Thursday, April 4, 2024

Orange Moon Thursday, April 4, 2024 "Of Time and Eternity"

The Special of the Day… From the Orange Moon Cafe…

"Of Time and Eternity"

"How could it be otherwise as an infinite, eternal God calls creatures who walk in time and space to seek His presence, involvement, and working?"


   We pray our prayers in time.  God answers them in accordance with eternity.

    "Now unto the principalities and powers in heavenly places might be known by the church the manifold wisdom of God,

according to the eternal purpose which He purposed in Christ Jesus our Lord" (Ephesians 3:10-11).

    As we seek to make our requests "according to His will," we must realize that our Heavenly Father acts according to infinite knowledge, wisdom, and understanding (I John 5:14; Psalm 147:5).  Conversely, we pray with limited awareness of the eternal realities that lie completely and perfectly within the grasp of God's heart and mind.  Certainly, this does not mean that we cannot have confidence in approaching Him.  "Let us therefore come boldly unto the throne of grace, that we may obtain mercy and find grace to help in time of need" (Hebrews 4:16).  It does, however, instill the proper attitude of humility that leads us come to God with "Thy will be done" as the prevailing sensibility that guides our requests (Matthew 6:10).  

    Our perspectives and desires play a role in prayer.  "If ye abide in Me, and My words abide in you, ye shall ask what ye will, and it shall be done unto you" (I John 5:7).  As we walk with our Lord, He works in us "both to will and to do of His good pleasure" (Philippians 2:13).  We often rightly perceive matters about which we pray, make our requests accordingly, and God answers.  However, this involves far from a perfect process in our current existence of seeking to live in time, with hearts directed toward eternity.  Rather than "according to His will," we can "ask amiss" according to our faulty and limited fleshly perspectives (James 4:3).  The possibility adds humility to confidence in our praying, which makes it far more likely we will offer our requests in accordance with God's purposes.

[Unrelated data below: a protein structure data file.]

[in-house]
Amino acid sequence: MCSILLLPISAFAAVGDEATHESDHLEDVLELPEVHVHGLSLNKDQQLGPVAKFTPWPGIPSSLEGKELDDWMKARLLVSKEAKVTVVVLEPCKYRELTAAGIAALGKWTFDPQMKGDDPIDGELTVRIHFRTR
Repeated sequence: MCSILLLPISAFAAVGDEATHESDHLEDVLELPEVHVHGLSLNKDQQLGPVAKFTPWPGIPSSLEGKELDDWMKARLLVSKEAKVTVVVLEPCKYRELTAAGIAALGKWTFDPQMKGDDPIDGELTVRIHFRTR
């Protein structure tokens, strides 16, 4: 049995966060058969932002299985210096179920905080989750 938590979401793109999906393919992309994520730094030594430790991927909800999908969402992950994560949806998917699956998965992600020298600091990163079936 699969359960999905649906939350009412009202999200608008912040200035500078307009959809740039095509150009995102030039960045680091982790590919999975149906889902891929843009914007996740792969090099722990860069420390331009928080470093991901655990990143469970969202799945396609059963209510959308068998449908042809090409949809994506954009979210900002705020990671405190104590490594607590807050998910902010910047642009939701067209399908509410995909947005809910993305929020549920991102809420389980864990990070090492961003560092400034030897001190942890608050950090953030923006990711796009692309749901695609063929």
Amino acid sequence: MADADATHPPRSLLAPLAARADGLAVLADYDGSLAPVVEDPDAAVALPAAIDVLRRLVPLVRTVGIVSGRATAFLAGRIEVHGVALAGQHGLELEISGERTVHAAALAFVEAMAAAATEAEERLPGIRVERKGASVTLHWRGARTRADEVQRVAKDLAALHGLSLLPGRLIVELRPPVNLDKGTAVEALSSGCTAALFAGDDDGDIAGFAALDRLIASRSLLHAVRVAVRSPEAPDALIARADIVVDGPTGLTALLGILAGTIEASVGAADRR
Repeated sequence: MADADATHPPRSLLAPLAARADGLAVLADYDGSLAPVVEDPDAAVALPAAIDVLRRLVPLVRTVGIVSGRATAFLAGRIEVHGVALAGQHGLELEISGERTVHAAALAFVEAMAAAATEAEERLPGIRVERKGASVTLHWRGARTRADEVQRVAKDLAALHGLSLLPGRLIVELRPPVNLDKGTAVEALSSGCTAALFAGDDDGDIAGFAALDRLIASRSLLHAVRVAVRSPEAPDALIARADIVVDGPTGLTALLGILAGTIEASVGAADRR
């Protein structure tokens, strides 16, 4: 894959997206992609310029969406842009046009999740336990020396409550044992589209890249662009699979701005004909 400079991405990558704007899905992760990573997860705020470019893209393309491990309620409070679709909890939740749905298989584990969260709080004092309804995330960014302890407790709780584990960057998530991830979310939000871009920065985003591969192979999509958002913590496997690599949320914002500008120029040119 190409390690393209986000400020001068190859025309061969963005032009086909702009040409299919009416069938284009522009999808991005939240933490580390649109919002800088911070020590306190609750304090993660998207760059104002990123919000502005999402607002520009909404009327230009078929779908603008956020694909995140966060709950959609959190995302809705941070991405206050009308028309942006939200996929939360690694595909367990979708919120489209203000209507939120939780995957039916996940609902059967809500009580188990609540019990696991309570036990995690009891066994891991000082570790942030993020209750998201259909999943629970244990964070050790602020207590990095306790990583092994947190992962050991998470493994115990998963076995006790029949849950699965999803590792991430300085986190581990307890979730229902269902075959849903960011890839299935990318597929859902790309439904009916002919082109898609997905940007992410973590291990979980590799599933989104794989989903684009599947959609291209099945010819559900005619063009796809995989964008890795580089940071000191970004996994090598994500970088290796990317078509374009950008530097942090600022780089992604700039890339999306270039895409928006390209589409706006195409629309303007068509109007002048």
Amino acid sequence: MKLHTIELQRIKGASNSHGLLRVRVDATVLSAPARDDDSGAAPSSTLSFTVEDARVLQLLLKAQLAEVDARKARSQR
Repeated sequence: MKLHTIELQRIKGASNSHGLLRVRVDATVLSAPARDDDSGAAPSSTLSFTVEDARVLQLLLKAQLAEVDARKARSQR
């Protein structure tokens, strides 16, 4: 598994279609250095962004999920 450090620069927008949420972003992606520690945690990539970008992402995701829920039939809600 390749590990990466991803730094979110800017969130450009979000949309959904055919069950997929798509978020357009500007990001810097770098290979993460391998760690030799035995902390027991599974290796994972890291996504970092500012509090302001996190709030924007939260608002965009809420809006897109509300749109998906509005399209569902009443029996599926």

A good friend once said he often approaches the throne of grace with the admission, somewhat tongue in cheek, "Lord, I don't know what I'm doing here!"  This does not preclude him from prayer, as he is Biblically astute enough to know the parameters of fellowship with God proclaimed by Scripture.  However, no less than the Apostle Paul acknowledged the same sense of wonder and even bewilderment regarding prayer: "we know not what to pray for as we ought" (Romans 8:26).  How could it be otherwise as an infinite, eternal God calls creatures who walk in time and space to seek His presence, involvement, and working?  Thus, both confidence and humility escort us to the throne of grace through Christ, as led and enabled by the Holy Spirit to serve as praying conduits through which God fulfills His eternal purpose in finite time.

"We look not at the things which are seen, but at the things which are not seen: for the things which are seen are temporal, but the things which are not seen are eternal."

(II Corinthians 4:18)

Weekly Memory Verse

   "Cleanse Thou me from secret faults."

(Psalm 19:12)


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